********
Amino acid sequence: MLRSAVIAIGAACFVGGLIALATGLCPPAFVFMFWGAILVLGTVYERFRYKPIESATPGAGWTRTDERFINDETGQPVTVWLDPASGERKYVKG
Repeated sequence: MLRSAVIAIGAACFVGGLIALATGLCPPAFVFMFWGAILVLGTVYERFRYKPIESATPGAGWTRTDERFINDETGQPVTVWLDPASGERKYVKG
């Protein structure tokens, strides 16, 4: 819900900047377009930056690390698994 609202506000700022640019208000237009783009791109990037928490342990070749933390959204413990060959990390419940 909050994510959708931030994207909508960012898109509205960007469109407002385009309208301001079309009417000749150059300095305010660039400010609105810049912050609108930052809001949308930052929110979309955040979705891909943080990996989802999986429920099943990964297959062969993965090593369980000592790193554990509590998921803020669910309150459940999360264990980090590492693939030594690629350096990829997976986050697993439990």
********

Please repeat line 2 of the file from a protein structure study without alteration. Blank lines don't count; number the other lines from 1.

Repeated sequence: MLRSAVIAIGAACFVGGLIALATGLCPPAFVFMFWGAILVLGTVYERFRYKPIESATPGAGWTRTDERFINDETGQPVTVWLDPASGERKYVKG